Scots social work shake-up

The Scottish executive has unveiled its plans for a major overhaul of social work.

Education and young people minister Peter Peacock announced the plans following the publication of Changing Lives, the report of the 21st Century Review of social work.

Among the proposals are:

• A set of national priorities backed by legislation.
• Creation of a tier of professionals to work under the direction of social workers.
• A strong framework for continuous professional development. 
• More responsibility for front-line staff.
• Strengthen the role of the chief social worker officer to provide leadership and maintain professional practice.
• Review education and training programmes.

Peacock said that the programme of reforms will take place over two parliaments and the executive will support social work through the period of change.

“It is clear we need to take radical and comprehensive action to transform our social services sector – to build new confidence, stronger leadership and the kind of management culture that supports the empowerment of front-line social workers.”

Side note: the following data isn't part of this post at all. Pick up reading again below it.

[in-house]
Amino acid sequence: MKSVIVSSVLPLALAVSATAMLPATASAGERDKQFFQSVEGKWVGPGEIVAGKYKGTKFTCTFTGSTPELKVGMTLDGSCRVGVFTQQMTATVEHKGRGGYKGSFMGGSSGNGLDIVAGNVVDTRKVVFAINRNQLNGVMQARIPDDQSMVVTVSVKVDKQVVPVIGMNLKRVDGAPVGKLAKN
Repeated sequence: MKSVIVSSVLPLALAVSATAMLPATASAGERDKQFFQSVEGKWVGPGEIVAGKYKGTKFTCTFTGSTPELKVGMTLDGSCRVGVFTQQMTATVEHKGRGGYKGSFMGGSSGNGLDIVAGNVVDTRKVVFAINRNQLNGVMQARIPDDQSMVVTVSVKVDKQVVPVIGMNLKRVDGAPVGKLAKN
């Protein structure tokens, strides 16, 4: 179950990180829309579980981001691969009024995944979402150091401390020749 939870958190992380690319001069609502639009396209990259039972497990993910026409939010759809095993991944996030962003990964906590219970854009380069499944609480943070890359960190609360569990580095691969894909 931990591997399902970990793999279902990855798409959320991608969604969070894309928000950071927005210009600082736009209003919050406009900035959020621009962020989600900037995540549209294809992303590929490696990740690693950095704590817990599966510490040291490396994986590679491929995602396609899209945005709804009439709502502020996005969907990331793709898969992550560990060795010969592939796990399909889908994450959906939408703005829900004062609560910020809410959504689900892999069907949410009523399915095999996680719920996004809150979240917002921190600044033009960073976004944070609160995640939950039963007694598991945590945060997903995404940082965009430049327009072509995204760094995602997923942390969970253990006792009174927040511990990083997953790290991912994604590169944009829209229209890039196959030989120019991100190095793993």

The Convention of Scottish Local Authorities (Cosla) has responded positively to the changes. Its social work spokesperson Eric Jackson said “Social Work is about changing lives, I endorse any proposals that seek to improve people’s lives and people’s life opportunities.”

He also said that social work staff do a tremendous job at the front line “protecting people and promoting inclusion”.

Cosla has also backed the executive’s call for a clear legal framework for social work and a set of national priorities.

Jackson also called for more cash saying that Cosla looked forward to “extra investment to modernise systems and invest in services and hope that this will not be inconsequential.” 

William Roe, who chaired the review, said that the review did consider radical restructure but were “unanimous that it was not the best thing for society or a small country like Scotland. Roe spoke of an appetite for change among front-line staff to exercise their skills and make decisions where previously they have been hampered by too much management and not enough leadership.

Over the next six weeks members of the executive will visit social work departments gathering views on the proposals. However, Roe said there is no need to wait, “Almost nothing needs to wait for the legislation,” he said. “Putting that into practice needs to be done by people close to the ground and I’d encourage them to get on with it now.”


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